The standard troop carrier for the Marine Spatiale Européenne (MSE), and the United Nations, the Bastille Class Assault Battlecruiser was regarded as an excellent transport by most navies and their intelligence services. Unlike some other ships that try to handle multiple duties (The UNA’s Kenneth Walsh Class Marine Cruiser) or were almost too small to do their job (the RSFF’s Rodin Plyazh Class Landing Destroyer), the Bastille was both large enough to carry several organic formations and drop them in one wave. The name itself however proved to be controversial. Proponents inevitably cited the Bastille as a symbol of overthrown repression and freedom, while detractors pointed to that same symbol’s history as a potent force for suppression.
Featuring the same “tower” deck layout as other MSE ships, the Bastille had minimal offensive armaments, maintaining only a few anti-shipping laser mounts in addition to a cursory point defense suite. The only reason the lasers were even considered to be installed as part of the ship’s armament was due to their use as a “clean, precision fire support option” for the embarked troops.
What makes the Bastille so effective as a troop transport was its compliment of eight Brussels Class Dropships. Designed to work in tandem with the Bastille, together they can do a full deployment of the Bastille’s organic troop capacity before withdrawing to provide organic in-atmosphere ground support and air superiority missions. The eight dropships dock to custom oversized hardpoints along the spine of the Bastille, enabling easy cargo and resupply operations when not deployed away from their mothership. More details on the Brussels Class will be provided in its own dedicated data supplement.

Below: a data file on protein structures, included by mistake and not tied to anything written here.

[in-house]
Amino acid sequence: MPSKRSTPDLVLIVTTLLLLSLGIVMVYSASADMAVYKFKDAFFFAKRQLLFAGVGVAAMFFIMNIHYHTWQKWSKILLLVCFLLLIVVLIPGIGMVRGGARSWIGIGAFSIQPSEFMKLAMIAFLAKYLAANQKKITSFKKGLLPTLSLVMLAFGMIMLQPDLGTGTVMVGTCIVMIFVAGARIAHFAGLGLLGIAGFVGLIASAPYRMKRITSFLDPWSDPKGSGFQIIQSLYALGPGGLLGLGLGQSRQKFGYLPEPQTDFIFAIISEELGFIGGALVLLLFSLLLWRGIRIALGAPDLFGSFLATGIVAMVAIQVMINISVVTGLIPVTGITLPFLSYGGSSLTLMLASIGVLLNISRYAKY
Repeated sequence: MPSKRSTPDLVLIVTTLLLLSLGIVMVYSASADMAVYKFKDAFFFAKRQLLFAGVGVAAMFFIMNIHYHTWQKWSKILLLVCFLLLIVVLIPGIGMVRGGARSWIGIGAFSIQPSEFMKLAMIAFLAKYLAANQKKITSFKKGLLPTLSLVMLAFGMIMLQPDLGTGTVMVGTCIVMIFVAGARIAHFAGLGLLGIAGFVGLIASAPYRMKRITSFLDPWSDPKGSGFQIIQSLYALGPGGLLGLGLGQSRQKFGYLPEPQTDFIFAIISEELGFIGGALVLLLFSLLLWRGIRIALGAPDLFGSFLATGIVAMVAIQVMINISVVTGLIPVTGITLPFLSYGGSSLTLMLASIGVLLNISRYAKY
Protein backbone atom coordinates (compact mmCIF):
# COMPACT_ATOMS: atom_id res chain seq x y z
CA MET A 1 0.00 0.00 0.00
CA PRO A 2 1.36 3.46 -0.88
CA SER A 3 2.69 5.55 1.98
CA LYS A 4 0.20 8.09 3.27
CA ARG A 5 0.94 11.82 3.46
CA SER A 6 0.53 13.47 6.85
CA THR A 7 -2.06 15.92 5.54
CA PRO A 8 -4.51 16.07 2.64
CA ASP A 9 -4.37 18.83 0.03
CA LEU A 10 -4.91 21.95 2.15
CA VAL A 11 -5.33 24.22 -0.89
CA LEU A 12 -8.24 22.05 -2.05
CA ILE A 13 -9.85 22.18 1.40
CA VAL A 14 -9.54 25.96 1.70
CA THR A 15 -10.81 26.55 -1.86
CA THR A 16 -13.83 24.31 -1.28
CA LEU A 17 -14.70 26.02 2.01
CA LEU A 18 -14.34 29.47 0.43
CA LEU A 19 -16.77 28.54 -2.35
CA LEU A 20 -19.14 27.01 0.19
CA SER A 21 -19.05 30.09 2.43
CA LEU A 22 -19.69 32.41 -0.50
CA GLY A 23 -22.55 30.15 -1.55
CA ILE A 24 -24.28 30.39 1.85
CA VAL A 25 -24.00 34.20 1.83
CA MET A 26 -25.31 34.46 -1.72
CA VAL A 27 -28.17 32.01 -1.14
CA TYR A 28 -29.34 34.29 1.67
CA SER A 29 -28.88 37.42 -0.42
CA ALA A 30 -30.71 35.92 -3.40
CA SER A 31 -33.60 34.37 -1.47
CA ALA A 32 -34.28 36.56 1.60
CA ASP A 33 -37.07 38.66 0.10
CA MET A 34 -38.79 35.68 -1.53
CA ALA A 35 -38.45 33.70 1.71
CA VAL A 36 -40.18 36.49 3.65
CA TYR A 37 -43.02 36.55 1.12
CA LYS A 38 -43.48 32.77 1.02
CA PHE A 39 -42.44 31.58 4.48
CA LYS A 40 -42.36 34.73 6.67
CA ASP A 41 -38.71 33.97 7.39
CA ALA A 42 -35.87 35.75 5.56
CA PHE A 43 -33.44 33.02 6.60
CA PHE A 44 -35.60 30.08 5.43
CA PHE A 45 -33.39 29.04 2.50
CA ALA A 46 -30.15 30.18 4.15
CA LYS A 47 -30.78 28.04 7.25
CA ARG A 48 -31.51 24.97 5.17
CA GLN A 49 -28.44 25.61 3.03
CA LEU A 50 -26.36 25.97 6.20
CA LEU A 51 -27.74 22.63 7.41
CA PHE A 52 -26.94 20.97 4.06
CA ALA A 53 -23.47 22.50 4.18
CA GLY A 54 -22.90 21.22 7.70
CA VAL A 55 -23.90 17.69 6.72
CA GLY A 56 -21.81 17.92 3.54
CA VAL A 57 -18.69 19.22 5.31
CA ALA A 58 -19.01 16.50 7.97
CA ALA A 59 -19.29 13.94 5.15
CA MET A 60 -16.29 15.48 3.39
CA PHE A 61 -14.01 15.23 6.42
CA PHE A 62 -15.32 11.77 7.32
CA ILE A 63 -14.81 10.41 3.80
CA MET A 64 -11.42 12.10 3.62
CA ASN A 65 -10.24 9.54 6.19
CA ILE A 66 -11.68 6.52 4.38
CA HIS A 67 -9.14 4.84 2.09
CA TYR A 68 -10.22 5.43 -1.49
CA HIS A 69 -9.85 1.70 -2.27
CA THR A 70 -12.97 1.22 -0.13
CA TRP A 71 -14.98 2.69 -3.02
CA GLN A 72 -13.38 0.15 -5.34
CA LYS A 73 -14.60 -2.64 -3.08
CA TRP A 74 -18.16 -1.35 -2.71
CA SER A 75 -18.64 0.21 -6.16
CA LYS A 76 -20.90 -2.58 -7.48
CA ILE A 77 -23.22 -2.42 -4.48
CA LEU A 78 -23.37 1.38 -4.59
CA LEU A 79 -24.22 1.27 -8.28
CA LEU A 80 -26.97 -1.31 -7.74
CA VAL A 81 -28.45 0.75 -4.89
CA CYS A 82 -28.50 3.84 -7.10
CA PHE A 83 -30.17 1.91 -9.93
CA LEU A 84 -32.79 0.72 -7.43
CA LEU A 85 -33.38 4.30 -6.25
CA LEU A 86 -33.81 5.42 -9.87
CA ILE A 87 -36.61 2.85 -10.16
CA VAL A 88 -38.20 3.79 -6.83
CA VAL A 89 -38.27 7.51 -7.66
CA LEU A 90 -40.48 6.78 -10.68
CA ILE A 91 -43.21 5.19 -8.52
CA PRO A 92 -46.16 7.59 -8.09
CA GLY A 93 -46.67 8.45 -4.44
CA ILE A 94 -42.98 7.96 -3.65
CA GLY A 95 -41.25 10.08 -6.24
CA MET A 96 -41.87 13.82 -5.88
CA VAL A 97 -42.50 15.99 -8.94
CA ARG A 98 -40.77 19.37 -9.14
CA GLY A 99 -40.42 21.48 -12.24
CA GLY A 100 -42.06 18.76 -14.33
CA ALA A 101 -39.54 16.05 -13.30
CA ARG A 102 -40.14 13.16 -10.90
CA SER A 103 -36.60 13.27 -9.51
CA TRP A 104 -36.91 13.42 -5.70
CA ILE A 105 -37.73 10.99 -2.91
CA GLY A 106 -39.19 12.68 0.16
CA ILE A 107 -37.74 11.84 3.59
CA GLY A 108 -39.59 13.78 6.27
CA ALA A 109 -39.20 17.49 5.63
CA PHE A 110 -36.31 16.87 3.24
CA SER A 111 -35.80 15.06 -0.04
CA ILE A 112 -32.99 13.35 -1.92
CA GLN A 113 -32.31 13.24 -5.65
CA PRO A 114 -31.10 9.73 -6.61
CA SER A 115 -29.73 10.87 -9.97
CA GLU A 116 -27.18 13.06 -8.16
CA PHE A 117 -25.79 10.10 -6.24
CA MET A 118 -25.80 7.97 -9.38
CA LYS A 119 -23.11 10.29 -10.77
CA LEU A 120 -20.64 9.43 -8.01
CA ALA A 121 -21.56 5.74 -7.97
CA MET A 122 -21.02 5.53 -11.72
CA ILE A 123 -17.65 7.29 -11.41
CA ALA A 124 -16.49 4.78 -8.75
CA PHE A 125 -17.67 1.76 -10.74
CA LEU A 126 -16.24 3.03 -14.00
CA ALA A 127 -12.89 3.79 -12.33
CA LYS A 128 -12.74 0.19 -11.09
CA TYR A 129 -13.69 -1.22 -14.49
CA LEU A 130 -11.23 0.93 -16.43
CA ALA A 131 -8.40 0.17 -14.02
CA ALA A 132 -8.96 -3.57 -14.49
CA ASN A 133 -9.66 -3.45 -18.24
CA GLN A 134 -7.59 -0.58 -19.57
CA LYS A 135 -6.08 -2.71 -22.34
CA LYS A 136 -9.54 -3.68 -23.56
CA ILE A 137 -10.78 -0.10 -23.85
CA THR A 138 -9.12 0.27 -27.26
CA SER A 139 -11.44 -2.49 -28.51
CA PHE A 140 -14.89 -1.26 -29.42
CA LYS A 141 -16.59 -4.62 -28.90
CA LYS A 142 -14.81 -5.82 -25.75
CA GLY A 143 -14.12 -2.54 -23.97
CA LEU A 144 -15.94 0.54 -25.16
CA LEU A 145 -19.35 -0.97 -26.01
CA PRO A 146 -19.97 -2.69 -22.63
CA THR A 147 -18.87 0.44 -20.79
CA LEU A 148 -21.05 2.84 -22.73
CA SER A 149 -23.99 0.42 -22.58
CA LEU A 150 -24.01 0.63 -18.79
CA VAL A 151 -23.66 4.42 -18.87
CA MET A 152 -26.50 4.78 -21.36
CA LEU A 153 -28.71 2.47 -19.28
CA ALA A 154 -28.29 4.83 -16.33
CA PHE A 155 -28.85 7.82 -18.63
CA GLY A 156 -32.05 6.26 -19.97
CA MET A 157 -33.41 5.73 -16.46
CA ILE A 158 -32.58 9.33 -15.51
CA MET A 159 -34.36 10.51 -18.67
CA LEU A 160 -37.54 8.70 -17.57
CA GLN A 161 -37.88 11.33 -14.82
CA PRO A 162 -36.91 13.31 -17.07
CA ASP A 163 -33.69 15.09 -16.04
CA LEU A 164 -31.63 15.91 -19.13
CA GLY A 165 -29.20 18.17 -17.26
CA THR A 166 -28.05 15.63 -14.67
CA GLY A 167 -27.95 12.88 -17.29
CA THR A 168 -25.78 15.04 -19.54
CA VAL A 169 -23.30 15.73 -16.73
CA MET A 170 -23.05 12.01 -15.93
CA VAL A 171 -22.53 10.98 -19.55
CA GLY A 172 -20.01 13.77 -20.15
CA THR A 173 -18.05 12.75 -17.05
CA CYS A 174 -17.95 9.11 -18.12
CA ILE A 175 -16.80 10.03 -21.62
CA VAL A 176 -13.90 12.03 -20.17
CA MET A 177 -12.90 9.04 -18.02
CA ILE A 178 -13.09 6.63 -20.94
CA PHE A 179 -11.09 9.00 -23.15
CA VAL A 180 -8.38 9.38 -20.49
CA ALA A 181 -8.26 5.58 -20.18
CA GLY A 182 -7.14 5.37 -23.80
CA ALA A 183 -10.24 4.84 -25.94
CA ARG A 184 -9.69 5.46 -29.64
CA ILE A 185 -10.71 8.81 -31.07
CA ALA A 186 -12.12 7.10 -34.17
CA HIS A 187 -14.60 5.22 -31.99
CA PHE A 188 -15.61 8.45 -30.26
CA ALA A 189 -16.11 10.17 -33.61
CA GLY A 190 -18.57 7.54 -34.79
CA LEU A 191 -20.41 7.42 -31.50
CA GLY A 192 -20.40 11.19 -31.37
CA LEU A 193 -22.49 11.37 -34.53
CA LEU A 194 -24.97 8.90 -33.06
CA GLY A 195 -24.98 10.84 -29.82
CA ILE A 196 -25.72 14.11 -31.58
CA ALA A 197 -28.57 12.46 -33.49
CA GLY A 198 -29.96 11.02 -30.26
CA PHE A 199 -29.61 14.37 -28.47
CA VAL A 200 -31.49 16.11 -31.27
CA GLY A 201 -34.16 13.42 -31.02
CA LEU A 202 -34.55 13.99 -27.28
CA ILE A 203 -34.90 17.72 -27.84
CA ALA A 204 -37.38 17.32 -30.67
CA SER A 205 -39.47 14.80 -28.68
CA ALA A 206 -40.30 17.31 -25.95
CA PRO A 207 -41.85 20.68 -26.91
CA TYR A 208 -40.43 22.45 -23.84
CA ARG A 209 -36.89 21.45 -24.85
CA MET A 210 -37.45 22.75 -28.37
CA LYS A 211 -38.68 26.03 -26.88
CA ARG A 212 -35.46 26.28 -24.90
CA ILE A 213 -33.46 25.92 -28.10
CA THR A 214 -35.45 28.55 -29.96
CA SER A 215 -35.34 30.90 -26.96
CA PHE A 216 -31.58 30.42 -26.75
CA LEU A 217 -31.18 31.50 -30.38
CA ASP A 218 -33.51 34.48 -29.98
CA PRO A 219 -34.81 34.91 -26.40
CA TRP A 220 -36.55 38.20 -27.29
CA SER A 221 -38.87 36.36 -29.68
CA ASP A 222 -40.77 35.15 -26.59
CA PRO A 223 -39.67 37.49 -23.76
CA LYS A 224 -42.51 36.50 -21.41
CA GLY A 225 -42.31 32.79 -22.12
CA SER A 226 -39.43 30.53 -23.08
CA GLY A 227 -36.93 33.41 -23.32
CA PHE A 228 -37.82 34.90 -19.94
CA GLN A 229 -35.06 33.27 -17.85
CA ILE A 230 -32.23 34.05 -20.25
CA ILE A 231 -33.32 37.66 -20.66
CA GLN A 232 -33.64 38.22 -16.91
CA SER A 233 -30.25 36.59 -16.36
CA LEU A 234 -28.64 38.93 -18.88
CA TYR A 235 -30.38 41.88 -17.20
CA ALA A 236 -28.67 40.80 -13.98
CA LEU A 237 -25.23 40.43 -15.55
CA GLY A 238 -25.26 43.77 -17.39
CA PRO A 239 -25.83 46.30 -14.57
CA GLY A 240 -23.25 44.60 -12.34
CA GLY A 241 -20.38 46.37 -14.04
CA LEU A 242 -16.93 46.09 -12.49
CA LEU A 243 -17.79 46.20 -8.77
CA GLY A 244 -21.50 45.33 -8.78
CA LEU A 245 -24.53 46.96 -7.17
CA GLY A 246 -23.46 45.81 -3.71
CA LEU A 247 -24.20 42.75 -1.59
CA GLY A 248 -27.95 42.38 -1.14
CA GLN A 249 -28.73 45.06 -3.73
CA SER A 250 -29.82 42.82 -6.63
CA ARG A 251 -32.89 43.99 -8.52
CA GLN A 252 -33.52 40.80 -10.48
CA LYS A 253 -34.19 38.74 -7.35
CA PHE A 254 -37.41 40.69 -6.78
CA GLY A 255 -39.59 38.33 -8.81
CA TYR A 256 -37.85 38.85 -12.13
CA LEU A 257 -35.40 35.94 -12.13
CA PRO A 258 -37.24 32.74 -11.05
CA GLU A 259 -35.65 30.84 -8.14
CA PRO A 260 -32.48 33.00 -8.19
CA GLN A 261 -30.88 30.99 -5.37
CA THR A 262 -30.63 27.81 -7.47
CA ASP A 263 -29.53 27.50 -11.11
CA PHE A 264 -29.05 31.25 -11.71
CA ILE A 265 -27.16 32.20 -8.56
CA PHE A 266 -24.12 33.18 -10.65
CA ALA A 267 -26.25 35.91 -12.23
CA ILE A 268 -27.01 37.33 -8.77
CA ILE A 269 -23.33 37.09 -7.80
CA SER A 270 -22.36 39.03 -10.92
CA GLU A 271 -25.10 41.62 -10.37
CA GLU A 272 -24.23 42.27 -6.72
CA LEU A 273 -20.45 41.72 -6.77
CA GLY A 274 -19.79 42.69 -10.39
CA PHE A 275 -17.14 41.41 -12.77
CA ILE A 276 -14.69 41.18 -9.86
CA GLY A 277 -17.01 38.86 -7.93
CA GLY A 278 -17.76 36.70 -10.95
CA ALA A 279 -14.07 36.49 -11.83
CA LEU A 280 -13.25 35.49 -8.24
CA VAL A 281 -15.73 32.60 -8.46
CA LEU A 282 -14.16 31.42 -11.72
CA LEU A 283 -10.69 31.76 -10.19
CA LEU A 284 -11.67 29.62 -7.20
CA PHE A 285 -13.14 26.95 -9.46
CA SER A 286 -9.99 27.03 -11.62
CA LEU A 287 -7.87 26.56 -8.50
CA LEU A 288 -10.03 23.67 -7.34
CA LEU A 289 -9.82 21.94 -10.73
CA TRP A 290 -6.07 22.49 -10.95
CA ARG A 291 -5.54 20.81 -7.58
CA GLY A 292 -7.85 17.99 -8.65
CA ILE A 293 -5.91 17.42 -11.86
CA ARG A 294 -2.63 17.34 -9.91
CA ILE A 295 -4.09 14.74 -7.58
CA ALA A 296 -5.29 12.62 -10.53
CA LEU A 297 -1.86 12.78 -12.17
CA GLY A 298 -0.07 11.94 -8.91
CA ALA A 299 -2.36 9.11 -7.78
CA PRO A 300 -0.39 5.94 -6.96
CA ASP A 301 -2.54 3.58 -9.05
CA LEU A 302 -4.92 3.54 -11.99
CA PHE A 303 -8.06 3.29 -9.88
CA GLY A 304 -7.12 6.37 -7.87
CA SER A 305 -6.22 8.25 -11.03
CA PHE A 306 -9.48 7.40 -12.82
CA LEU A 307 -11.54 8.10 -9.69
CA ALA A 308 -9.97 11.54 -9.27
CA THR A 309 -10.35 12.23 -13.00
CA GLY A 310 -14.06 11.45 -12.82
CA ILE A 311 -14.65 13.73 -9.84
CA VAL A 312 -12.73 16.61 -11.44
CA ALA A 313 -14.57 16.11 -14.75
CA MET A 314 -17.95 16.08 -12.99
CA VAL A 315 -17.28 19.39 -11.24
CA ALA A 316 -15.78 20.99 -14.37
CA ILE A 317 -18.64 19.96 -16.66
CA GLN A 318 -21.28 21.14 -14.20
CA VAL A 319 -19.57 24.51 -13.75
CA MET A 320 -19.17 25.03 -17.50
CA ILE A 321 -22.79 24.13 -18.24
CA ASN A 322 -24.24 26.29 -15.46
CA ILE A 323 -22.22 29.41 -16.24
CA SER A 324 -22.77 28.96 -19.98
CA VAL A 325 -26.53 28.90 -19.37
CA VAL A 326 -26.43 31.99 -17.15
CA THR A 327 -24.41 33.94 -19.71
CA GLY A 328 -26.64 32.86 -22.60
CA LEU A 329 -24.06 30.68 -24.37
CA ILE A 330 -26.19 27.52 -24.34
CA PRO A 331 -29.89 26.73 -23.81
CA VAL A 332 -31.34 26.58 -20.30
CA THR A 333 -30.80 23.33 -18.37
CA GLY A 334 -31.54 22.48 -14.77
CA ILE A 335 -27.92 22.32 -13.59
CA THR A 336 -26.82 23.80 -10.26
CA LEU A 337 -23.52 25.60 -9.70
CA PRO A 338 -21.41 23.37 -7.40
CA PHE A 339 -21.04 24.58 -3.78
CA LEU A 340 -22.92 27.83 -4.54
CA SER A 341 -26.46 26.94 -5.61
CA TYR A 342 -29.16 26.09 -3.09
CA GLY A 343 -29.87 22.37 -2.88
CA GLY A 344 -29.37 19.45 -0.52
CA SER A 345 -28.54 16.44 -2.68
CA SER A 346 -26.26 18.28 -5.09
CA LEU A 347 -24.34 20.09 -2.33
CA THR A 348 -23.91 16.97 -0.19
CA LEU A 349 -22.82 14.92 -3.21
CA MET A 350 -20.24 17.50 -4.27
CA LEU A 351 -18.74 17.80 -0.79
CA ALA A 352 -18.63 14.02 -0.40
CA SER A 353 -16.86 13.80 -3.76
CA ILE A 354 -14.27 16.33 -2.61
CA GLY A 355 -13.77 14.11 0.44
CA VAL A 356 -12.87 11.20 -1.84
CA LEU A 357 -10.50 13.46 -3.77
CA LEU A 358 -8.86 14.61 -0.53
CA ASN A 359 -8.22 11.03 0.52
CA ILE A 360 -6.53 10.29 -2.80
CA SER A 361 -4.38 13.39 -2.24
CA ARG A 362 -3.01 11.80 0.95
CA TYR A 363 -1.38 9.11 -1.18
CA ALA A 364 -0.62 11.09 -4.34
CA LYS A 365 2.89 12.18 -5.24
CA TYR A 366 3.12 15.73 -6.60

The biggest flaw of the Bastille is one that is almost cultural as opposed to technical. The long, spindle hull (compared to other MSE designs) required to provide enough docking space for the ships organic compliment of Brussels dropships forced the creation of multiple combination mess/berthing/maintenance decks in order to cut down on “commuting” to combat and duty stations, meaning that some segments of the ship barely come into contact with one another. While useful to promote competition between the onboard troops, this has proven detrimental to the crew’s operational readiness. This has led to the evolution of “classes” aboard ship, with command staff forward of the first docking ring inevitably referred to as “the nobility”, with status falling away the farther from the command deck one one progressed. The “Classe de clés”, or “Class of wrenches”, more commonly known as the engineering section invariably is at the bottom of the pyramid, despite their importance to the operation of the ship.
The Bastille is one of the few direct connections between the current Terran Dominion and their original “inspiration”, the New Earth Commonwealth from Heavy Gear. Still retained in her original purpose, the Bastille has seen the least change from her initial inspiration, though her physical appearance has changed as the Terran Dominion (and her UN/MSE predecessors) have evolved. She also draws some inspiration from some older Star Wars Legends Republic ships. I always liked that hammerhead design, and it’s something that I decided to try and evolve into a full design aesthetic. It’s not something that’s quite so visible in the Bastille, but it does become far more noticeable with other designs (like the Io Class Cruiser or the UN Constellation Class Fleet Carrier).